Quest to Span the Royal Gorge
By the time Charles Driesel left the golden wheat fields of Red Rock, Okla., in 1929 and traveled west into Colorado, the fluctuating flow of the Arkansas River had been slowly carving a canyon into the foothills of the Rocky Mountains for over 5 million years.
It took the Arkansas River millions of years to carve the nearly 1,000-footdeep Royal Gorge near Cañon City, but it took a team of entrepreneurs, engineers and laborers just six months in 1929 to build a bridge across it.
Courtesy Royal Gorge Bridge and Park
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(This story originally appeared in the July/August 2012 issue of Colorado Life Magazine)
FOR MOST OF THAT TIME, only the wind and the wildlife witnessed its progress, but as people populated the land, tales of a great deep canyon along the Arkansas river began to be told. As great wonders do, the canyon lured explorers, the curious and fortune seekers.
In Pueblo, a man at the Colorado Fuel and Iron Company told Driesel that there was work up by Cañon City, a man was building a bridge across the Royal Gorge of the Arkansas river. Driesel hightailed it up the river west to see if it was true.
Depending on which way you’re headed, Cañon City either lies at the end of the mountains heading east, or the start of the Rocky Mountain foothills heading west. The Royal Gorge lies just a few miles upriver, the centerpiece of a 5,000-acre park granted to Cañon City in 1906 by an act of Congress, signed by President Theodore roosevelt. By the 1920s, Cañon City was a well-established town with the railroad, mining, oil, farming and a pleasant climate.
After the difficulties of World War I the decade before, the 1920s represented an era of growth and profit throughout the United States. restless, swinging jazz took the nation by storm. Automobiles became commonplace and the radio connected the entire nation over the airwaves. optimism and ambition filled the air. Many men looked to big projects to cement their legacy.
Near Cañon City, the Royal Gorge looked much the same as it had for millions of years, but it had become a tourist attraction. First, people rode horses in to marvel at its splendor. Railroad companies fought for the right to build the first rail line through the bottom of the gorge. Then people chipped a road into the rocky hills and buggies reached the precipice edge. Men built an auto road to the north rim and local entrepreneur Lorin Forgy obtained a concession from the city in 1925 to set up a viewing pavilion and restaurant on the edge of the Royal Gorge.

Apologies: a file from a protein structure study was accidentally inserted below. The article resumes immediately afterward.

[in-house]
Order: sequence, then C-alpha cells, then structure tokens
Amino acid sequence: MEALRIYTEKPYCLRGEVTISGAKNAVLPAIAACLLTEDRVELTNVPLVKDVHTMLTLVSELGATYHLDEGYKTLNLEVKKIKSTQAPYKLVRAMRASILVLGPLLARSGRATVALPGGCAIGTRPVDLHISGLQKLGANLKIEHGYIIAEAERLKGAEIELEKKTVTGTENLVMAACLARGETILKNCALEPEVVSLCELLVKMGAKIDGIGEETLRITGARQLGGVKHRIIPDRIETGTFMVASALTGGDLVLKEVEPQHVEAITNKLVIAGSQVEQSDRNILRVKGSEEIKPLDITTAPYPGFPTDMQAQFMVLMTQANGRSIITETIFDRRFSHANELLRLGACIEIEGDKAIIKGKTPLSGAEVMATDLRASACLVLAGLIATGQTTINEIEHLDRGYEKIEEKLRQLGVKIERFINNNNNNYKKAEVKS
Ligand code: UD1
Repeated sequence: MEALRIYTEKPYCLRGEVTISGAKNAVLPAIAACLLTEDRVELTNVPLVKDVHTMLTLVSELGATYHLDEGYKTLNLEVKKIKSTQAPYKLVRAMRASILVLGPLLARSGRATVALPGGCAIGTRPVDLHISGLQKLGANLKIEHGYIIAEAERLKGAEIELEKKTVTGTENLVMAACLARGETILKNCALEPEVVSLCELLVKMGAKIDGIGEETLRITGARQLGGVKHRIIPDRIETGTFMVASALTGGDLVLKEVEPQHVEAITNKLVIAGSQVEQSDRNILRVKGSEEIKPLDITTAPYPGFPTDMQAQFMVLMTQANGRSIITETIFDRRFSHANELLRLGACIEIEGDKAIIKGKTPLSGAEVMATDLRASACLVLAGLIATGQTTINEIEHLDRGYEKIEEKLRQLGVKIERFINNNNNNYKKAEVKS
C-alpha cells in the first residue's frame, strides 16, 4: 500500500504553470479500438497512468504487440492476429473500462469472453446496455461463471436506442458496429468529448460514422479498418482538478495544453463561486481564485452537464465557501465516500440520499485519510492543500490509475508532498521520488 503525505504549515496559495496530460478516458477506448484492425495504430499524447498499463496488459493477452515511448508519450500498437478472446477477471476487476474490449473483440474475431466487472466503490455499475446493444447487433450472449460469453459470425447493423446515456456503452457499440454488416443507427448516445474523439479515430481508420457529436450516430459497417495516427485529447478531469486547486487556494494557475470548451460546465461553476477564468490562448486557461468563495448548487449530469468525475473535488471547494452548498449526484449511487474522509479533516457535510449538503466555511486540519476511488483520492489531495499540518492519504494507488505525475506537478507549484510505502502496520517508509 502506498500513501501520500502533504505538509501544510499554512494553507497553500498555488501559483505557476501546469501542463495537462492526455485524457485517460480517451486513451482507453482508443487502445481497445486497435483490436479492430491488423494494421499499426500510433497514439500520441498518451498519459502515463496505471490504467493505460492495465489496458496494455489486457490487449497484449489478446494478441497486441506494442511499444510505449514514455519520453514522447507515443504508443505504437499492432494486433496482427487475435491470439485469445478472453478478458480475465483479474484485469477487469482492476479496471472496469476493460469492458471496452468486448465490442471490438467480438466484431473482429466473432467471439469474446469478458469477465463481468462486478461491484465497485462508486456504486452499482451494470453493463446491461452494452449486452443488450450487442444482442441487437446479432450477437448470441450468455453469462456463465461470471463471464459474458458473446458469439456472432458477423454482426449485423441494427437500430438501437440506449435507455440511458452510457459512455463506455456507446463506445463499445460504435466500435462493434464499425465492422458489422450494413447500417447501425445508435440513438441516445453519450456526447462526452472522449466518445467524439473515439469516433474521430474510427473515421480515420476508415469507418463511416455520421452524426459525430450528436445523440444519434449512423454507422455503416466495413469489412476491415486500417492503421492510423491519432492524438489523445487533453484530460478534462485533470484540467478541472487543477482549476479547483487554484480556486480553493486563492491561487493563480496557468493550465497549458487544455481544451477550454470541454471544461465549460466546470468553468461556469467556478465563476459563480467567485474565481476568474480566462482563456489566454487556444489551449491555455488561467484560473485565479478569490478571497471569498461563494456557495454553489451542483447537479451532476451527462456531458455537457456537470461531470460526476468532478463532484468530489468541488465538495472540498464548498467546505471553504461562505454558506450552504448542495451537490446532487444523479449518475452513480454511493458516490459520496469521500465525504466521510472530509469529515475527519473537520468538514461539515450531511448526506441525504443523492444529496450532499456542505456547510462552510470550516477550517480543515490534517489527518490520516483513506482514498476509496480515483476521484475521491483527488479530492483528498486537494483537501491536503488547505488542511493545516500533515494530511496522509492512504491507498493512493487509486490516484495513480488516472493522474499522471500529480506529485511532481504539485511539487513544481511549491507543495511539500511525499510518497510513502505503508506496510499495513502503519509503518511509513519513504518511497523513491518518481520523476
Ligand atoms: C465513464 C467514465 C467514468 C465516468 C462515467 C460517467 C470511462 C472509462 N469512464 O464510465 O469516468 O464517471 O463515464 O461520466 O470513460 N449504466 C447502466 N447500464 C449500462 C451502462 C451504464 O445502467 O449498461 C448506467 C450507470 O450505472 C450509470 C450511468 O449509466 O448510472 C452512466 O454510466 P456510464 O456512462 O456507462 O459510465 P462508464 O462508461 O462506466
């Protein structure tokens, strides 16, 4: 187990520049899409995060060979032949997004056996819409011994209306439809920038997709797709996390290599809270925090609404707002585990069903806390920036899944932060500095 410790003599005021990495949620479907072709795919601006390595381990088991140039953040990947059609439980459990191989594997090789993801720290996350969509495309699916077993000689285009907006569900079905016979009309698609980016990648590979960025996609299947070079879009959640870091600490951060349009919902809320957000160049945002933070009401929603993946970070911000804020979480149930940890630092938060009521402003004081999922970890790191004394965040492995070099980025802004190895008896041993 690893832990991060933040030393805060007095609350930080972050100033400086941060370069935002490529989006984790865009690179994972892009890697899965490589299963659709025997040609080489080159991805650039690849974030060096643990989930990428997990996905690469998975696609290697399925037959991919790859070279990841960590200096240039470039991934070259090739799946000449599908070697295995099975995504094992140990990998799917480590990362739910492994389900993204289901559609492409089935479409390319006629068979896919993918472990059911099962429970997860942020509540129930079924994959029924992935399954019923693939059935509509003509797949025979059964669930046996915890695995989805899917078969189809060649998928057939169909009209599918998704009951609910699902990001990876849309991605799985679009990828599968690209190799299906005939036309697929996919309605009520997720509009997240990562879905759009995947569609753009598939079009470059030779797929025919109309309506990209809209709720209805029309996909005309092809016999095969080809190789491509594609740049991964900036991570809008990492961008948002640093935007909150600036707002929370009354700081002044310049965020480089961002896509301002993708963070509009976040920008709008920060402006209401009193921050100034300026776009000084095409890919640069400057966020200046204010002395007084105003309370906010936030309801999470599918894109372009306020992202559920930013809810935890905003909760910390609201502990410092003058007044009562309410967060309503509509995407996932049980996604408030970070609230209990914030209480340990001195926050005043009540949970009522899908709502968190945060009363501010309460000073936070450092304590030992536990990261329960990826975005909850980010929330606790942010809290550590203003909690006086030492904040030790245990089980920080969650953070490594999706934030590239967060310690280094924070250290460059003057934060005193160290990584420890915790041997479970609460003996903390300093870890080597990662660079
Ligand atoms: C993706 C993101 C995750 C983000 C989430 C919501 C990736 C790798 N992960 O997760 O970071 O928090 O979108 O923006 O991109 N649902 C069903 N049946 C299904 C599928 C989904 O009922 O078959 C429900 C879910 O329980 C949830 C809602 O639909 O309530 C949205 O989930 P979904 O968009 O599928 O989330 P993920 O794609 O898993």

Still some dreamers went further, envisioning the crown jewel as a bridge across the gorge. Magazine articles as far back as 1908 talked about the possibility of a bridge, but big dreams also require big pocketbooks, so little happened for 20 years. Then, in 1928, a man from San Antonio named Lon Piper stood on the edge of the gorge and declared he would build a bridge over the chasm. Unlike the dreamers who came before him, Piper possessed both the experience and financial backing to make the bridge a reality. He’d built bridges before, toll bridges over the Rio Grande connecting the U.S. and Mexico, charging a small amount to cross. Some say that he was so taken by the idea of building a bridge across the Royal Gorge that he drafted a proposal for the Cañon City council that very night.
He immediately met skeptics who questioned his ability to complete the project and wondered if it was even possible to build a bridge across the gorge. It wasn’t a ridiculous thought. The Royal Gorge drops more than 1,000 feet vertically to a fast-flowing whitewater river and it’s a Vshape, the top more than a quarter of a mile wide. How could anyone hope to span such a gap with the basic technology of the time?